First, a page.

The Arab Spring brought about regime change as well as created instability. At the same time it emboldened a new generation of Salafi Islamists– spurred on by ultraconservative imams who had been muzzled for years.
The Salafi Islamist movement wants to control the governing process. Tunisia was the first to see regime change, followed by Egypt and Libya. Quick action by Algeria’s leader in reducing food prices, and modifying oppressive government actions saved him from the same fate. Morocco also fared better, with the monarchy allowing new parliamentary elections, addressing human rights issues, and giving up some sovereign rights. An Islamist recently won the election in Morocco, and became the prime minister. Salafi Islamists will continue to gain influence in the North African countries. These rulers have temporarily survived, but there is still underlying discontentment that won’t go away. Drought related issues, rising food prices, and high unemployment continue to be major concerns across the Maghreb.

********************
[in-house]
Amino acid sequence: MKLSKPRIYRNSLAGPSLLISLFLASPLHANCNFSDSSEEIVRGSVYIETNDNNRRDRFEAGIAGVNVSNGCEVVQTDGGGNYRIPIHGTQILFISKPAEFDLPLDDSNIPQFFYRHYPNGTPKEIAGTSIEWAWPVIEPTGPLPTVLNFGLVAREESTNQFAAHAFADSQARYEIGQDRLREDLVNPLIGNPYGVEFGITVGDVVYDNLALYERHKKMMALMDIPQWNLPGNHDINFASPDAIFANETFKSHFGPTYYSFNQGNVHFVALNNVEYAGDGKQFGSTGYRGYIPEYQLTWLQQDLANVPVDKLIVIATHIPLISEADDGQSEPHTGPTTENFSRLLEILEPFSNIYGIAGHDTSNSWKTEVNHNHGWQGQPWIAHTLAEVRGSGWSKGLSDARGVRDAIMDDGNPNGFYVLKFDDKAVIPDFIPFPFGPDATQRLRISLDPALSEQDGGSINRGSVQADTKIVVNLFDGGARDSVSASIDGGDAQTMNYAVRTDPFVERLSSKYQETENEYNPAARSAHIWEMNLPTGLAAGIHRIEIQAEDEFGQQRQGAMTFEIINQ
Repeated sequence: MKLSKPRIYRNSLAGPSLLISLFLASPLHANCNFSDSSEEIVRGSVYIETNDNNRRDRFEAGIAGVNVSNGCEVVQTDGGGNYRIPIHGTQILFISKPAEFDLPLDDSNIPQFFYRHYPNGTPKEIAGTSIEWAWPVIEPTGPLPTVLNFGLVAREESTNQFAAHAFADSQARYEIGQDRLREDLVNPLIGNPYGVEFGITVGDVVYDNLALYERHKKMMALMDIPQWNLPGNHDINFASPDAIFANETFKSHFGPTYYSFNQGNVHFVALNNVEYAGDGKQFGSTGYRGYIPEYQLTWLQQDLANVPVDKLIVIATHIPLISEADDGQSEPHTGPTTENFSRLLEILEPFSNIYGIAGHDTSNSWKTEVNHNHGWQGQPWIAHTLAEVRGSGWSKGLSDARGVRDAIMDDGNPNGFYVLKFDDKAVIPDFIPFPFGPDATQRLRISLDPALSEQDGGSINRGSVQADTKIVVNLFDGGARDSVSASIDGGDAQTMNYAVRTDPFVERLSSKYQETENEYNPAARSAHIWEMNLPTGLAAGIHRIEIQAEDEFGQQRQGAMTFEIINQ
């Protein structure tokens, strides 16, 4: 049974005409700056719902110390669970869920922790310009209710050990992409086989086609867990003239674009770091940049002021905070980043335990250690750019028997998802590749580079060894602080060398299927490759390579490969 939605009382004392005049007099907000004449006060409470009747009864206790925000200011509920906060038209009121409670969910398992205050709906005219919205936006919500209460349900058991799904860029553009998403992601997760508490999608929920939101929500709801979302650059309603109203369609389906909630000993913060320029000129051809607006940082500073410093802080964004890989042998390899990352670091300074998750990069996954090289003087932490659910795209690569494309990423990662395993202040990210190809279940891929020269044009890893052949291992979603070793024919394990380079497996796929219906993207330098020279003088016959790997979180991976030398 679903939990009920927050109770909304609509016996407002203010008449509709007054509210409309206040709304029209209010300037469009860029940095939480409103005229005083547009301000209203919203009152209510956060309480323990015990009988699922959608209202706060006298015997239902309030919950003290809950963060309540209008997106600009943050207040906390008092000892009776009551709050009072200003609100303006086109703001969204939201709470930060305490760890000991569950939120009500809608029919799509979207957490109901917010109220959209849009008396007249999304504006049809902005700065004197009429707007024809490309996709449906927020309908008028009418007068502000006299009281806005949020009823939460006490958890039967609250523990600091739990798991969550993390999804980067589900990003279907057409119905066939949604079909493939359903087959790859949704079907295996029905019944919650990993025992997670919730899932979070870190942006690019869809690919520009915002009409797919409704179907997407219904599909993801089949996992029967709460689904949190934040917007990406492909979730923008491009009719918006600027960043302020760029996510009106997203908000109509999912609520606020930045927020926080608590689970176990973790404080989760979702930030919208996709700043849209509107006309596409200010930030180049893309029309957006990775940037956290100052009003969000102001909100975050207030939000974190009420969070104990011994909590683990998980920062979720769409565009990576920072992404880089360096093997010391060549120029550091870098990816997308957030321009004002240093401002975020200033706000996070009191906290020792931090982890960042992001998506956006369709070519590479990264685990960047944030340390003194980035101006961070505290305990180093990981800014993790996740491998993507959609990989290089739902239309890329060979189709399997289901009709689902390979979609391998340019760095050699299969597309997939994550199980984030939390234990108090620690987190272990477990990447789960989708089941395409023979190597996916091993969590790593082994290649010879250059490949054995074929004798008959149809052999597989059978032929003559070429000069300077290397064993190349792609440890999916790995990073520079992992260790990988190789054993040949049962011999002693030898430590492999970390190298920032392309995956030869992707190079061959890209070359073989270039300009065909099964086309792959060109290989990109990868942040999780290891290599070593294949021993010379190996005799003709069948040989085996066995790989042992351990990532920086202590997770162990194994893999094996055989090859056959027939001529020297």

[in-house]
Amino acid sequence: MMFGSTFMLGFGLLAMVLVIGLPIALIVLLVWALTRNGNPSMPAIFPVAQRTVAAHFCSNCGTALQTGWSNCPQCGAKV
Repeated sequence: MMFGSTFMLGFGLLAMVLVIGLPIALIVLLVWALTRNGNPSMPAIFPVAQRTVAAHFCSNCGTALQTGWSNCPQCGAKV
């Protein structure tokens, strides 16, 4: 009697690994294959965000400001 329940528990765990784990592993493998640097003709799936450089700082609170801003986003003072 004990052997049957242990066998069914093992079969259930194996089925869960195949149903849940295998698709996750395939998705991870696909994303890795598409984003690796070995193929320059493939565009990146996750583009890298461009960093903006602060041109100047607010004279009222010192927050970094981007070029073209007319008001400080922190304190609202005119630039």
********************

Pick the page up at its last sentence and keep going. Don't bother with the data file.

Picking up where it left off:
In the Arabian Peninsula al-Qaeda and affiliated Islamic extremists are chipping away at the governments in Yemen, Oman, Lebanon, and Bahrain. Syria will eventually fall into the hands of Islamic extremists. The instability caused by these Islamists could spill over into Jordan, Qatar, Kuwait and the Emirates. In Saudi Arabia, al-Saud in 1744 embraced Muhammad ibn Abd al-Wahhab’s narrow version of Islam, which included armed jihad. Osama bin Laden was a disciple. His al-Qaeda network has been angered by the House of Saud, which could put the Saudi leadership at risk. Islamic extremists will continue to destabilize countries, in their quest to establish Islamic states.